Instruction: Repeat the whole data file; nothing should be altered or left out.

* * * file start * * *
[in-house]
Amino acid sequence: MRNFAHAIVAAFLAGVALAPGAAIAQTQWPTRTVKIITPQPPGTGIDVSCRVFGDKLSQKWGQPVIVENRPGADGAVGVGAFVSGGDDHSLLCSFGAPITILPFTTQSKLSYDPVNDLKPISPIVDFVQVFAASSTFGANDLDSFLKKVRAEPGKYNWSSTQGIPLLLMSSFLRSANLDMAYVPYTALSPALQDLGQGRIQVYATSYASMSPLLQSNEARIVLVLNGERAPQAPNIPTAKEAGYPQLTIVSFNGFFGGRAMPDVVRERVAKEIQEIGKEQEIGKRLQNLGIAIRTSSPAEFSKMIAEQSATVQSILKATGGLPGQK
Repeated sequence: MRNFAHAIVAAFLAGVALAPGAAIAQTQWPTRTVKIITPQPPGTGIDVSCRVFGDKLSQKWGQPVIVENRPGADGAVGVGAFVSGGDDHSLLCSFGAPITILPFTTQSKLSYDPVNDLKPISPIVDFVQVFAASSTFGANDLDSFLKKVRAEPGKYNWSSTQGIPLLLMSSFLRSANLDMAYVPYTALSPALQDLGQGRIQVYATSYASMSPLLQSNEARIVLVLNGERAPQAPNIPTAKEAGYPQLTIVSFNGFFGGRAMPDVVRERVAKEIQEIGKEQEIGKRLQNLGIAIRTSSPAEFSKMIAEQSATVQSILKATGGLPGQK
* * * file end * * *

[in-house]
Amino acid sequence: MRNFAHAIVAAFLAGVALAPGAAIAQTQWPTRTVKIITPQPPGTGIDVSCRVFGDKLSQKWGQPVIVENRPGADGAVGVGAFVSGGDDHSLLCSFGAPITILPFTTQSKLSYDPVNDLKPISPIVDFVQVFAASSTFGANDLDSFLKKVRAEPGKYNWSSTQGIPLLLMSSFLRSANLDMAYVPYTALSPALQDLGQGRIQVYATSYASMSPLLQSNEARIVLVLNGERAPQAPNIPTAKEAGYPQLTIVSFNGFFGGRAMPDVVRERVAKEIQEIGKEQEIGKRLQNLGIAIRTSSPAEFSKMIAEQSATVQSILKATGGLPGQK
Repeated sequence: MRNFAHAIVAAFLAGVALAPGAAIAQTQWPTRTVKIITPQPPGTGIDVSCRVFGDKLSQKWGQPVIVENRPGADGAVGVGAFVSGGDDHSLLCSFGAPITILPFTTQSKLSYDPVNDLKPISPIVDFVQVFAASSTFGANDLDSFLKKVRAEPGKYNWSSTQGIPLLLMSSFLRSANLDMAYVPYTALSPALQDLGQGRIQVYATSYASMSPLLQSNEARIVLVLNGERAPQAPNIPTAKEAGYPQLTIVSFNGFFGGRAMPDVVRERVAKEIQEIGKEQEIGKRLQNLGIAIRTSSPAEFSKMIAEQSATVQSILKATGGLPGQK